Shouting into the void.

I've written this admittedly awful red-top style headline to illicit an emotion. If the emotion isn't pure anger, then I have some bad news for you; you should be angry.

We've all seen the comedic meme post of some cartoon dinosaurs looking at a meteor crashing towards the earth. A speech bubble from a green t-rex has the dino exclaiming, "but the economy!"

It's a funny meme because it's unbearably true. And as we enter 2023, despite all of the academic research, scientific journals, easily-accessed books and websites on the topic, we're still in a virtuous cycle of protecting our number one asset: the economy.

But the economy is crashing. The cycle of a decade-plus of bull markets, booming sales and hyper growth with low inflation is over. It's a natural conclusion to reset the economic structures of the world, to tee it up for another few years of "clean living." It's a great opportunity to grab the bull by the horns and put climate first.

I've been saying this for years, but the climate catstrophy isn't just an existential threat we need to solve for. It is. But it's also an opportunity to change how our economic systems operate. The COP conference has agreed in previous years to allocate a carbon budget, allocate money for developing nations (albeit not calling them what they are, but natural resource reparations). But there is a missed chance to really go big on it, tying climate to the economic intrinsically.

And this is why I've got my red-top garbage headline subject.

The climate issue today isn't sustainability. Almost every facet of our lives today could be fairly easily maintained sustainably right now. There's existing tech and some changes required, but there's nothing fundamentally unsustainable about the way we live.

Take the energy crisis right now. Fossils are clearly an enormous problem. But we have wind and solar tech, right now. But that's competing with profits and margins from "big oil," gulf states and vested interests (vehicular companies, forecourt retailers, etc., who tend to be indirectly represented by "associations" or lobby groups).

Take waste. Electronic, plastic wrapping, etc. All of it could be reduced drastically if we didn't benefit the economics of "planned obsolesence" (literally designing things to have a shelf life that requires an upgrade or replacement). Imagine if your phone had parts replaced every few years, rather than the whole thing. Now imagine if the tax rate on those parts were significantly lower to encourage that thinking. Imagine the ecosystem around the device, then. Profits and margins would be fine, just not absolutely milking your wallet at every opportunity as it does today; because that's the system we built.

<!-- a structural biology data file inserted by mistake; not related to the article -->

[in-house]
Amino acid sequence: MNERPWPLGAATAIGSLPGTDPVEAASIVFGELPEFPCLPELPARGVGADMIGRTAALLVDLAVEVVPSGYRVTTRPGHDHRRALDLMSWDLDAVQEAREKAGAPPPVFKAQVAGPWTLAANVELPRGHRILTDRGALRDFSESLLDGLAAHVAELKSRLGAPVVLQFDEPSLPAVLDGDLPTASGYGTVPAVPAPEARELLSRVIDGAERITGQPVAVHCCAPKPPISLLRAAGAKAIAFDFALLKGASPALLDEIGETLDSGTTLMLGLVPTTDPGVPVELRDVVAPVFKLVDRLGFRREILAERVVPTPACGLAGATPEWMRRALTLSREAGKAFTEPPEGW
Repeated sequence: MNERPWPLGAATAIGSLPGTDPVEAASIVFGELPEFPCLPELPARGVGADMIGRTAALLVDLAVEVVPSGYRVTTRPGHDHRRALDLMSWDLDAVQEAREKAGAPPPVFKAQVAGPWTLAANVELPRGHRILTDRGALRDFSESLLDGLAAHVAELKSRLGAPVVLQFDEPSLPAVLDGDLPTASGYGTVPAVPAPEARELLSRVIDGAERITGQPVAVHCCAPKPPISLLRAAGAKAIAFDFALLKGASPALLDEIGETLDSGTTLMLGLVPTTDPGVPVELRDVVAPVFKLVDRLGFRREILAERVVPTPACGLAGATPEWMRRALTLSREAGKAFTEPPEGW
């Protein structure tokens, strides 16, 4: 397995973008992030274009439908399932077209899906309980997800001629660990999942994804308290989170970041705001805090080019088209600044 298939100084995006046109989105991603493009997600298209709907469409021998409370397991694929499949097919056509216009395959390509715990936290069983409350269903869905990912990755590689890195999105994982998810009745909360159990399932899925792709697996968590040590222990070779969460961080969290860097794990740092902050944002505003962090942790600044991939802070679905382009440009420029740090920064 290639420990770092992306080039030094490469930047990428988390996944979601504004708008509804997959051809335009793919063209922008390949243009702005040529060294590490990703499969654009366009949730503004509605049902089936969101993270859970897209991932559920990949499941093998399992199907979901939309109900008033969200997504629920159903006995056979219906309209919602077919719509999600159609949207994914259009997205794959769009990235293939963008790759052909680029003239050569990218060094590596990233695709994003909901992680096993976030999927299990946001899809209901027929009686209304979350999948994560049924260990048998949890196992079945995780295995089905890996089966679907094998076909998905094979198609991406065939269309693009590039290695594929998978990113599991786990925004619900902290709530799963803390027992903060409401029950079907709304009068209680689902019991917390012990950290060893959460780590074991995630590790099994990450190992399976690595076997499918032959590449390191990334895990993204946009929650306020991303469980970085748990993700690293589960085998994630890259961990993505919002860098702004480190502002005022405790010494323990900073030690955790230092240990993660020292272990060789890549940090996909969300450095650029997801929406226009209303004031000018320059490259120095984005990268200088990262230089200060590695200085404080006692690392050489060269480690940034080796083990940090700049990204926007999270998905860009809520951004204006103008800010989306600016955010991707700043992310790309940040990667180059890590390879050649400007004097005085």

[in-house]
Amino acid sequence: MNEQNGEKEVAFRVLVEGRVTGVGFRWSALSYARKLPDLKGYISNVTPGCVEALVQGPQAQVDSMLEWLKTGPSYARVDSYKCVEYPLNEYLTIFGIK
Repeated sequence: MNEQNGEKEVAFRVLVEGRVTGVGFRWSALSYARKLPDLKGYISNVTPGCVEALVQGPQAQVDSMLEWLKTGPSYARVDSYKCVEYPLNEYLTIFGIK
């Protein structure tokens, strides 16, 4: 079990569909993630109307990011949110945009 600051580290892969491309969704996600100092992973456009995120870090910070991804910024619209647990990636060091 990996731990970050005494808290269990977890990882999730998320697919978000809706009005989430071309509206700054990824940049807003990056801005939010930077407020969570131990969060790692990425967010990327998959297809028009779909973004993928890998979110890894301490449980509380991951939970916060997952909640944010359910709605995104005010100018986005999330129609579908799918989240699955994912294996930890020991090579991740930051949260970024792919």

Our entire society is structured around profit and benefitting the economy. Humans, life on earth, and our biosphere are actually secondary factors in how we make decisions. It's grotesque. And it's how future generations will write about those of us alive in the post-WW2 to 2020's era.

Remove the climate impact from "sustainability." It's just common sense and logic. Why do we have so much milk contained in plastic containers, when it's infinitely more logical to have glass that can be returned to a store and refilled? Because there's a whole ecosystem, underpinned by economic growth exclusively, not logic.

Civilisation is constantly ebbing, flowing and self-editing. This is why it's not worth running yourself into a nihilistic mode of despair. You can make small changes that encourage macro trends. Talk about your little changes. You don't need to be vegan, but make meat a weekly/monthly treat. Grow some veggies in the garden if you can. Get solar panels on the roof. Drive an EV if you need a car. Cycle/walk more, and use public transport. Talk about those experiences, even if they're bad.

But ultimately, shop local, shop sustainably and even if things are slightly more cumbersome at times, avoid mega-corporation vested interest slave trade companies that are incentivised, by our habits, to not think about the climate.

The inspiration for this thought was an article from futurist.com titled "Stanford scientists warn that civilisation as we know it is ending."

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